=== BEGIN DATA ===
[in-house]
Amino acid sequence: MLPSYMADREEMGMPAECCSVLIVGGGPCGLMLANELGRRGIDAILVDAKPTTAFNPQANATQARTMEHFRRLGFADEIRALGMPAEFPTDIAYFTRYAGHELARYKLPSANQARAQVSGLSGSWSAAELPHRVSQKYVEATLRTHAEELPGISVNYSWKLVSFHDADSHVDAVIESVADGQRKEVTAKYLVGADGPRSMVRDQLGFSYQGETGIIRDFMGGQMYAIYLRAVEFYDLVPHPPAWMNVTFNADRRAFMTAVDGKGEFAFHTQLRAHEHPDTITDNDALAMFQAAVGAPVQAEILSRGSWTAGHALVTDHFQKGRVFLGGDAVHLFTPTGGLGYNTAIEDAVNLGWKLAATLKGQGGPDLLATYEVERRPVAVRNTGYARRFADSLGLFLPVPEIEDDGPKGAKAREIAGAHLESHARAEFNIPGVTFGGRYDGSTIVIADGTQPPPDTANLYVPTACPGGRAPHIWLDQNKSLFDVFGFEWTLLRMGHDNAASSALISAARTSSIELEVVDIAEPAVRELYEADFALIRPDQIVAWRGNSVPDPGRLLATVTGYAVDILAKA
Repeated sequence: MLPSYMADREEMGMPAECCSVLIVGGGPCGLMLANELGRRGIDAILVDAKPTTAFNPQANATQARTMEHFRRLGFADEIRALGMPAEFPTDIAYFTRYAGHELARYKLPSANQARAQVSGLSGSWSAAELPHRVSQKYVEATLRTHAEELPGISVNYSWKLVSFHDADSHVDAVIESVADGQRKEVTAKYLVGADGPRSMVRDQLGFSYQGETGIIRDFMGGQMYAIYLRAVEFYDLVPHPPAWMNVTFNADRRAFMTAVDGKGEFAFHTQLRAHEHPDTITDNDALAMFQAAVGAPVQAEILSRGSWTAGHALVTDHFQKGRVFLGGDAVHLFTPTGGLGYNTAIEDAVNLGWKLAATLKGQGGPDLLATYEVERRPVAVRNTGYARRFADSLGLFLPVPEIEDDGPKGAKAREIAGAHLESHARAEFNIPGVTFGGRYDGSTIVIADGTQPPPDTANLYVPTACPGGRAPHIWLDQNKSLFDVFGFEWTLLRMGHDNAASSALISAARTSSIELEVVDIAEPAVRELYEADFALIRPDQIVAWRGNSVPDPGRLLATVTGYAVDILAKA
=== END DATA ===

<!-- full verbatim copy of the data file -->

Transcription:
[in-house]
Amino acid sequence: MLPSYMADREEMGMPAECCSVLIVGGGPCGLMLANELGRRGIDAILVDAKPTTAFNPQANATQARTMEHFRRLGFADEIRALGMPAEFPTDIAYFTRYAGHELARYKLPSANQARAQVSGLSGSWSAAELPHRVSQKYVEATLRTHAEELPGISVNYSWKLVSFHDADSHVDAVIESVADGQRKEVTAKYLVGADGPRSMVRDQLGFSYQGETGIIRDFMGGQMYAIYLRAVEFYDLVPHPPAWMNVTFNADRRAFMTAVDGKGEFAFHTQLRAHEHPDTITDNDALAMFQAAVGAPVQAEILSRGSWTAGHALVTDHFQKGRVFLGGDAVHLFTPTGGLGYNTAIEDAVNLGWKLAATLKGQGGPDLLATYEVERRPVAVRNTGYARRFADSLGLFLPVPEIEDDGPKGAKAREIAGAHLESHARAEFNIPGVTFGGRYDGSTIVIADGTQPPPDTANLYVPTACPGGRAPHIWLDQNKSLFDVFGFEWTLLRMGHDNAASSALISAARTSSIELEVVDIAEPAVRELYEADFALIRPDQIVAWRGNSVPDPGRLLATVTGYAVDILAKA
Repeated sequence: MLPSYMADREEMGMPAECCSVLIVGGGPCGLMLANELGRRGIDAILVDAKPTTAFNPQANATQARTMEHFRRLGFADEIRALGMPAEFPTDIAYFTRYAGHELARYKLPSANQARAQVSGLSGSWSAAELPHRVSQKYVEATLRTHAEELPGISVNYSWKLVSFHDADSHVDAVIESVADGQRKEVTAKYLVGADGPRSMVRDQLGFSYQGETGIIRDFMGGQMYAIYLRAVEFYDLVPHPPAWMNVTFNADRRAFMTAVDGKGEFAFHTQLRAHEHPDTITDNDALAMFQAAVGAPVQAEILSRGSWTAGHALVTDHFQKGRVFLGGDAVHLFTPTGGLGYNTAIEDAVNLGWKLAATLKGQGGPDLLATYEVERRPVAVRNTGYARRFADSLGLFLPVPEIEDDGPKGAKAREIAGAHLESHARAEFNIPGVTFGGRYDGSTIVIADGTQPPPDTANLYVPTACPGGRAPHIWLDQNKSLFDVFGFEWTLLRMGHDNAASSALISAARTSSIELEVVDIAEPAVRELYEADFALIRPDQIVAWRGNSVPDPGRLLATVTGYAVDILAKA